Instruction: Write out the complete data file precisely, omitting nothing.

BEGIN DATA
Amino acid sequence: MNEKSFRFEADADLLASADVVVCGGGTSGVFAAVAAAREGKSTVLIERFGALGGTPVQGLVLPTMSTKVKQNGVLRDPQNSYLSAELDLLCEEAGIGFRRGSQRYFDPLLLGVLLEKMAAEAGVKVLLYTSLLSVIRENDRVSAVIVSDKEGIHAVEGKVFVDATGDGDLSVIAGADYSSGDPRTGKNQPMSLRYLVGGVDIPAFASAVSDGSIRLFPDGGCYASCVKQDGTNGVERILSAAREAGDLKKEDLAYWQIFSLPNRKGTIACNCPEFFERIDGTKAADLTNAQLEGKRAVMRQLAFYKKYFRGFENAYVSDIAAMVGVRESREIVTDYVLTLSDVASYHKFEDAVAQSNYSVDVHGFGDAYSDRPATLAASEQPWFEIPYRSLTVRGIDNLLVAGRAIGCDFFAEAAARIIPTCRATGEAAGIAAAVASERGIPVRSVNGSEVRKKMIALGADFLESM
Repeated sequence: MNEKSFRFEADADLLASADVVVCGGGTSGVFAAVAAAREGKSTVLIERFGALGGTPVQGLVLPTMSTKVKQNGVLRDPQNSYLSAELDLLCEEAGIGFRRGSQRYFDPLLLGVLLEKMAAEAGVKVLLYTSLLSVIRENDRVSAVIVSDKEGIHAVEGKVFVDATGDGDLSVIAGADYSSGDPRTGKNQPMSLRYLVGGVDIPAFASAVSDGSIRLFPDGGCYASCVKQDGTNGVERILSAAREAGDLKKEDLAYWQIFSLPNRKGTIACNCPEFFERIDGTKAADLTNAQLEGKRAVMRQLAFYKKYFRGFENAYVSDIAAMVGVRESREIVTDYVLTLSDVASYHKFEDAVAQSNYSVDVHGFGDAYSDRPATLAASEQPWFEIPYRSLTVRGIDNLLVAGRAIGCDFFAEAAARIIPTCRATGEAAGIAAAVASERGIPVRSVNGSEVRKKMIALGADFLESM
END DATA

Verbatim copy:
Amino acid sequence: MNEKSFRFEADADLLASADVVVCGGGTSGVFAAVAAAREGKSTVLIERFGALGGTPVQGLVLPTMSTKVKQNGVLRDPQNSYLSAELDLLCEEAGIGFRRGSQRYFDPLLLGVLLEKMAAEAGVKVLLYTSLLSVIRENDRVSAVIVSDKEGIHAVEGKVFVDATGDGDLSVIAGADYSSGDPRTGKNQPMSLRYLVGGVDIPAFASAVSDGSIRLFPDGGCYASCVKQDGTNGVERILSAAREAGDLKKEDLAYWQIFSLPNRKGTIACNCPEFFERIDGTKAADLTNAQLEGKRAVMRQLAFYKKYFRGFENAYVSDIAAMVGVRESREIVTDYVLTLSDVASYHKFEDAVAQSNYSVDVHGFGDAYSDRPATLAASEQPWFEIPYRSLTVRGIDNLLVAGRAIGCDFFAEAAARIIPTCRATGEAAGIAAAVASERGIPVRSVNGSEVRKKMIALGADFLESM
Repeated sequence: MNEKSFRFEADADLLASADVVVCGGGTSGVFAAVAAAREGKSTVLIERFGALGGTPVQGLVLPTMSTKVKQNGVLRDPQNSYLSAELDLLCEEAGIGFRRGSQRYFDPLLLGVLLEKMAAEAGVKVLLYTSLLSVIRENDRVSAVIVSDKEGIHAVEGKVFVDATGDGDLSVIAGADYSSGDPRTGKNQPMSLRYLVGGVDIPAFASAVSDGSIRLFPDGGCYASCVKQDGTNGVERILSAAREAGDLKKEDLAYWQIFSLPNRKGTIACNCPEFFERIDGTKAADLTNAQLEGKRAVMRQLAFYKKYFRGFENAYVSDIAAMVGVRESREIVTDYVLTLSDVASYHKFEDAVAQSNYSVDVHGFGDAYSDRPATLAASEQPWFEIPYRSLTVRGIDNLLVAGRAIGCDFFAEAAARIIPTCRATGEAAGIAAAVASERGIPVRSVNGSEVRKKMIALGADFLESM